This is the first of, no doubt, many books that I will read on bipolar disorder, so I can’t compare it to others but I enjoyed this one very much. WTTJ is by no means a memoir, it is an expository piece, but it is written in a chatty style, easily and quickly read, and nevertheless makes it clear that the author is ‘one of us’ (oops am I identifying too much lol) rather than some doctor presenting information from on high (which, if you think about it, might actually make him ‘one of us’ – if he believes it of himself…) My point is that I appreciated the insights into the author’s own altered state experiences and the irreverence with which she approached the whole issue; I’m sure some who are not bipolar might think she perhaps should have cut the odd odd sentence or paragraph out for fear it may stimulate someone the wrong way but each of those sentences was both an inside joke and an example of the approach she champions in this book – to hold the diagnosis lightly.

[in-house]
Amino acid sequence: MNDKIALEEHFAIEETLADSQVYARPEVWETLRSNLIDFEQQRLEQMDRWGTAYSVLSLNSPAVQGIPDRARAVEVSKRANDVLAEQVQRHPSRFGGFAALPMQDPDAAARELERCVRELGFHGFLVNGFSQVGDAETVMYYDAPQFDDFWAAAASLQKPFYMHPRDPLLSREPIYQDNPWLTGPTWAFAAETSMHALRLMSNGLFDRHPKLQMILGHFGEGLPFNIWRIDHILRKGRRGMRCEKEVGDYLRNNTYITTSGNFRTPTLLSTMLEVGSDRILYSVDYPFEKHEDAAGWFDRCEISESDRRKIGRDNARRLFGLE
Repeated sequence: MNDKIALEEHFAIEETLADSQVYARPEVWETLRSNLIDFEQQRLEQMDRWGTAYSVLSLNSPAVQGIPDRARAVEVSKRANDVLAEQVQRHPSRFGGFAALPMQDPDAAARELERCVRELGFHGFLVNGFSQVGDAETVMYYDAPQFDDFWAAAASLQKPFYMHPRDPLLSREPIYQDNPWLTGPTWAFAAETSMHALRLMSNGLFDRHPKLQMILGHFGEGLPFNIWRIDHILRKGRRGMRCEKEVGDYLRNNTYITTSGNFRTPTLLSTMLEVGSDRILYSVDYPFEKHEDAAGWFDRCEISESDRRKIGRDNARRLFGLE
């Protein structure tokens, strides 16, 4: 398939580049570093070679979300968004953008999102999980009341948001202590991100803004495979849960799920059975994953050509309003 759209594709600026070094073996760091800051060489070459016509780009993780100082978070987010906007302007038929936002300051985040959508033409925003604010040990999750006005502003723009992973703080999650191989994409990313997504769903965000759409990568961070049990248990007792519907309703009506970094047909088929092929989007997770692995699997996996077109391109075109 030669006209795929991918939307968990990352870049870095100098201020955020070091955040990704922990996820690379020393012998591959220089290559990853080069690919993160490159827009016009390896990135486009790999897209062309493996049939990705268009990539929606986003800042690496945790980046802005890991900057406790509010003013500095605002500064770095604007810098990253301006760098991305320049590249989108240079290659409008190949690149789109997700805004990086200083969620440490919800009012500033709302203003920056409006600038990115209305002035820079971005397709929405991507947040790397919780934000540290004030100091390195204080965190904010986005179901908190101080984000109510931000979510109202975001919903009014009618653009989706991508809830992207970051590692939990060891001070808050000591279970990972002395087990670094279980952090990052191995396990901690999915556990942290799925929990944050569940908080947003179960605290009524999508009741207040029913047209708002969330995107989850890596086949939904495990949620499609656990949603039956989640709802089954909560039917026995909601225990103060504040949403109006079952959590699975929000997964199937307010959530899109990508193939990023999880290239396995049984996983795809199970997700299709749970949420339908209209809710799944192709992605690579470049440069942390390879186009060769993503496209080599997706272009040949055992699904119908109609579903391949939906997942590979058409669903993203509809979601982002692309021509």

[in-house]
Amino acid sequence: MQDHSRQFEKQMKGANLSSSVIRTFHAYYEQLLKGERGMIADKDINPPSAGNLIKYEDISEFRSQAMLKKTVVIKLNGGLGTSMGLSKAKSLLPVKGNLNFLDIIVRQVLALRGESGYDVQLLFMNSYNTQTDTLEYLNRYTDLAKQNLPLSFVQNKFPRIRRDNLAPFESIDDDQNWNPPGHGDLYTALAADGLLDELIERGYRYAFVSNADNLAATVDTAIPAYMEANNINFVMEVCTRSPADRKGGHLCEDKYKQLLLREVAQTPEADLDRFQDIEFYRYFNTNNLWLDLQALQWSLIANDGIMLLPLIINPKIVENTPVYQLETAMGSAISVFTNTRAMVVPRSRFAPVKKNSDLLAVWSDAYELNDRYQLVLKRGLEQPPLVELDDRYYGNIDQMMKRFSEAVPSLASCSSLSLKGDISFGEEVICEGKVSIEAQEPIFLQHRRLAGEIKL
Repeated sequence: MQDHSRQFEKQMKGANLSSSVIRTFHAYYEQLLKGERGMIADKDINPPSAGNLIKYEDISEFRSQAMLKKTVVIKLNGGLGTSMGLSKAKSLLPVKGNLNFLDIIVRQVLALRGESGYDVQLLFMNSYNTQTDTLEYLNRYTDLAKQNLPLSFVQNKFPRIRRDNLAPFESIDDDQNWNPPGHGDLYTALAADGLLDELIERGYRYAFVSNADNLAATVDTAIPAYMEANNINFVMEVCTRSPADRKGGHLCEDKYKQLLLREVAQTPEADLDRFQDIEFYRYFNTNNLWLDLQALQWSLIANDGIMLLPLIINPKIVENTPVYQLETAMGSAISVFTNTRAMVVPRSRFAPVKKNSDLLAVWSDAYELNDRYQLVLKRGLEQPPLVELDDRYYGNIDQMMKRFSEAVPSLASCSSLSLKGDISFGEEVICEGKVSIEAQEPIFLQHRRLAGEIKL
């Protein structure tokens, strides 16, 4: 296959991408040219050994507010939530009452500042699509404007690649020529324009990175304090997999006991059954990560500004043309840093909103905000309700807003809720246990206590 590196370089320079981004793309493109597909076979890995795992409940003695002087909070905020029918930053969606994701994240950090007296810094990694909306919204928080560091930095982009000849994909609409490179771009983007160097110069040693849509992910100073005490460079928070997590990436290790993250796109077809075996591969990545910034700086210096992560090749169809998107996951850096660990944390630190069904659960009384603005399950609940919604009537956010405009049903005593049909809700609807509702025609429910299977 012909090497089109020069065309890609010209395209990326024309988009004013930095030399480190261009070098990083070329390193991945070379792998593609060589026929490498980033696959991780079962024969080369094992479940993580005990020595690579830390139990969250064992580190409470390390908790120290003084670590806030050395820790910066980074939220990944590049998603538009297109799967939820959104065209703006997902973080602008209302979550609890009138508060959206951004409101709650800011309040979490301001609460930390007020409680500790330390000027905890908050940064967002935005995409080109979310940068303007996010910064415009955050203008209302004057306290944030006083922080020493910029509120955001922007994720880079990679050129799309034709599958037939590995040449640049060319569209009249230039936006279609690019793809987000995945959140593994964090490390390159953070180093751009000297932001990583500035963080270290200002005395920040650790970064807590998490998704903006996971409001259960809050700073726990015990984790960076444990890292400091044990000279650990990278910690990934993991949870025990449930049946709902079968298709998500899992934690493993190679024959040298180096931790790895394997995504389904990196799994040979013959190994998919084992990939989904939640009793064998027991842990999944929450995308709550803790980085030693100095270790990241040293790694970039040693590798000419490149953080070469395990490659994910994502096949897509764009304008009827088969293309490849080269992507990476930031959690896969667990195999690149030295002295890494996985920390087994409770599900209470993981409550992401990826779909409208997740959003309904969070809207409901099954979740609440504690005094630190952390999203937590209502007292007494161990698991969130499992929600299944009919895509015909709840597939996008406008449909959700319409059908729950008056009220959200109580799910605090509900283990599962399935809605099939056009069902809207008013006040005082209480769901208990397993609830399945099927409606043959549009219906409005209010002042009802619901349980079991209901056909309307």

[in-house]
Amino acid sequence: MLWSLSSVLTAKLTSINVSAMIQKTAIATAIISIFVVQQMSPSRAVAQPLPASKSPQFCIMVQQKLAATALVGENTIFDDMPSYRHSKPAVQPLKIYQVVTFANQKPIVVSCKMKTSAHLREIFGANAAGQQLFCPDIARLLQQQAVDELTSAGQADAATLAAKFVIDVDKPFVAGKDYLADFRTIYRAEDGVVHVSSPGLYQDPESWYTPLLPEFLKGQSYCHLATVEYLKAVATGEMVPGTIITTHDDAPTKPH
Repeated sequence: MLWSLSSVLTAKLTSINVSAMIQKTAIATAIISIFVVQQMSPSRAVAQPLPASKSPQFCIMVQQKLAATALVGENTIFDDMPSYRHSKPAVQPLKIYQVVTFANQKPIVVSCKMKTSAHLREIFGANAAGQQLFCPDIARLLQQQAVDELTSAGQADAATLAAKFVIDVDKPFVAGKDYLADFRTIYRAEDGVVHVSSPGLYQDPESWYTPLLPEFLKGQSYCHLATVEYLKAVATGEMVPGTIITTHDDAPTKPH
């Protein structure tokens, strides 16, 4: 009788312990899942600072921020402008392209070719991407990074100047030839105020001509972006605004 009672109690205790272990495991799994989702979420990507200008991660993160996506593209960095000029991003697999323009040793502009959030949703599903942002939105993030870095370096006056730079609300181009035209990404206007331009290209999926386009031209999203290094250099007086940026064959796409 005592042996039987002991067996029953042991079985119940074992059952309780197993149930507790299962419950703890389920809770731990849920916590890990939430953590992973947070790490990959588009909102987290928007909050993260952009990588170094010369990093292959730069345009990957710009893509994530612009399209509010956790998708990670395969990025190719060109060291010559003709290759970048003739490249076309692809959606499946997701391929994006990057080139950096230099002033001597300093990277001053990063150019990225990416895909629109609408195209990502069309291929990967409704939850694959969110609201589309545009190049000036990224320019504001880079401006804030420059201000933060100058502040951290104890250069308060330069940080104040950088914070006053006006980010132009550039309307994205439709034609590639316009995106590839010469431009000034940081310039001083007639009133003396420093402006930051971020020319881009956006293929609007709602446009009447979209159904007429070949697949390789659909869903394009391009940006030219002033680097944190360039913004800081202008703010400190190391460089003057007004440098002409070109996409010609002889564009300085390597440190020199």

I am least ten years older than the target audience, and I don’t live in the States so some of the information did not apply but plenty of it did and so I will do as Hilary invites us to as she closes the book: “Take what you like from this book and leave the rest… Live large. Think big. Go for walks.”